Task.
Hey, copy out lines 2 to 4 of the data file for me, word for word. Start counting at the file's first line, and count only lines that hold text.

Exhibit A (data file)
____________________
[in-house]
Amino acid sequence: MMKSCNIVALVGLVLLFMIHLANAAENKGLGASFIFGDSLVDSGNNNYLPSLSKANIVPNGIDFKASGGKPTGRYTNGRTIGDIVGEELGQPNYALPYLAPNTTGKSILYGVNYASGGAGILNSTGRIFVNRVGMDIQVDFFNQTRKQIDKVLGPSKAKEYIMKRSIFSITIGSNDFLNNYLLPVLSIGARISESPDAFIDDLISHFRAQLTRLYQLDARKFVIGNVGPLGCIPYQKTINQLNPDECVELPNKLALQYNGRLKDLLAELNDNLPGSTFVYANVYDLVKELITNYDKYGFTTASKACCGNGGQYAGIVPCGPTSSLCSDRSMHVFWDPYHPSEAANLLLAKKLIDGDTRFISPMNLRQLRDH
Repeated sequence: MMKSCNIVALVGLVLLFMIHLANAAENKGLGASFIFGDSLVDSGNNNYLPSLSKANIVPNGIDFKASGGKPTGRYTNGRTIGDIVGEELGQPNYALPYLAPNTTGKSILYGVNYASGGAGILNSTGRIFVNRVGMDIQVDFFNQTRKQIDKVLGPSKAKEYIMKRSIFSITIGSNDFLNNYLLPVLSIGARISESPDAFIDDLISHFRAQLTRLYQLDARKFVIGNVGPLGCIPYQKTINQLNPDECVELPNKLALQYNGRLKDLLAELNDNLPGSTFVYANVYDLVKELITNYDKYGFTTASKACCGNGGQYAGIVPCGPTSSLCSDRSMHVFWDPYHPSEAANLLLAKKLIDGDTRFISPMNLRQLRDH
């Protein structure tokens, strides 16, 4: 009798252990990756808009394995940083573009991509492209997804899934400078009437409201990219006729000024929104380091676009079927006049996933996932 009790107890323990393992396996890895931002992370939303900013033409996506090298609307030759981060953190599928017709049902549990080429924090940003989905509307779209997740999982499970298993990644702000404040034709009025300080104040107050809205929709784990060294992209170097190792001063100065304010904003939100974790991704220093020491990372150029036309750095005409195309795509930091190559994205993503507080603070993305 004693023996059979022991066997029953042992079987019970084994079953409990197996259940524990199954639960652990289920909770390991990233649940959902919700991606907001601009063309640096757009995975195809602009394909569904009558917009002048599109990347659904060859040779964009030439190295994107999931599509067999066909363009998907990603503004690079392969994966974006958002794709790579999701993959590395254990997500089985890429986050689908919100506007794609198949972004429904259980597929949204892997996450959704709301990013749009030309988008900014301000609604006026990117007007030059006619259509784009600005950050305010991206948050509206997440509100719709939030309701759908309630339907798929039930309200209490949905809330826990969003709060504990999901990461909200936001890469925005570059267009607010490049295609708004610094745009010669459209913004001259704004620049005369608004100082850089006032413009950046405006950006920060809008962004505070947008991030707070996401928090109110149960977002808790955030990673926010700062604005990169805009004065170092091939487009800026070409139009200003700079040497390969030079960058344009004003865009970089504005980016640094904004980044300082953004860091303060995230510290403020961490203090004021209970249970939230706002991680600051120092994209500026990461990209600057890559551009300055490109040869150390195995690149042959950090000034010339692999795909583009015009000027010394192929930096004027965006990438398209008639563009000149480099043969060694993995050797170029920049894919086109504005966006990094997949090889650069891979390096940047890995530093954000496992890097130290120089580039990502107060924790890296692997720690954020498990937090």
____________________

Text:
Amino acid sequence: MMKSCNIVALVGLVLLFMIHLANAAENKGLGASFIFGDSLVDSGNNNYLPSLSKANIVPNGIDFKASGGKPTGRYTNGRTIGDIVGEELGQPNYALPYLAPNTTGKSILYGVNYASGGAGILNSTGRIFVNRVGMDIQVDFFNQTRKQIDKVLGPSKAKEYIMKRSIFSITIGSNDFLNNYLLPVLSIGARISESPDAFIDDLISHFRAQLTRLYQLDARKFVIGNVGPLGCIPYQKTINQLNPDECVELPNKLALQYNGRLKDLLAELNDNLPGSTFVYANVYDLVKELITNYDKYGFTTASKACCGNGGQYAGIVPCGPTSSLCSDRSMHVFWDPYHPSEAANLLLAKKLIDGDTRFISPMNLRQLRDH
Repeated sequence: MMKSCNIVALVGLVLLFMIHLANAAENKGLGASFIFGDSLVDSGNNNYLPSLSKANIVPNGIDFKASGGKPTGRYTNGRTIGDIVGEELGQPNYALPYLAPNTTGKSILYGVNYASGGAGILNSTGRIFVNRVGMDIQVDFFNQTRKQIDKVLGPSKAKEYIMKRSIFSITIGSNDFLNNYLLPVLSIGARISESPDAFIDDLISHFRAQLTRLYQLDARKFVIGNVGPLGCIPYQKTINQLNPDECVELPNKLALQYNGRLKDLLAELNDNLPGSTFVYANVYDLVKELITNYDKYGFTTASKACCGNGGQYAGIVPCGPTSSLCSDRSMHVFWDPYHPSEAANLLLAKKLIDGDTRFISPMNLRQLRDH
């Protein structure tokens, strides 16, 4: 009798252990990756808009394995940083573009991509492209997804899934400078009437409201990219006729000024929104380091676009079927006049996933996932 009790107890323990393992396996890895931002992370939303900013033409996506090298609307030759981060953190599928017709049902549990080429924090940003989905509307779209997740999982499970298993990644702000404040034709009025300080104040107050809205929709784990060294992209170097190792001063100065304010904003939100974790991704220093020491990372150029036309750095005409195309795509930091190559994205993503507080603070993305 004693023996059979022991066997029953042992079987019970084994079953409990197996259940524990199954639960652990289920909770390991990233649940959902919700991606907001601009063309640096757009995975195809602009394909569904009558917009002048599109990347659904060859040779964009030439190295994107999931599509067999066909363009998907990603503004690079392969994966974006958002794709790579999701993959590395254990997500089985890429986050689908919100506007794609198949972004429904259980597929949204892997996450959704709301990013749009030309988008900014301000609604006026990117007007030059006619259509784009600005950050305010991206948050509206997440509100719709939030309701759908309630339907798929039930309200209490949905809330826990969003709060504990999901990461909200936001890469925005570059267009607010490049295609708004610094745009010669459209913004001259704004620049005369608004100082850089006032413009950046405006950006920060809008962004505070947008991030707070996401928090109110149960977002808790955030990673926010700062604005990169805009004065170092091939487009800026070409139009200003700079040497390969030079960058344009004003865009970089504005980016640094904004980044300082953004860091303060995230510290403020961490203090004021209970249970939230706002991680600051120092994209500026990461990209600057890559551009300055490109040869150390195995690149042959950090000034010339692999795909583009015009000027010394192929930096004027965006990438398209008639563009000149480099043969060694993995050797170029920049894919086109504005966006990094997949090889650069891979390096940047890995530093954000496992890097130290120089580039990502107060924790890296692997720690954020498990937090």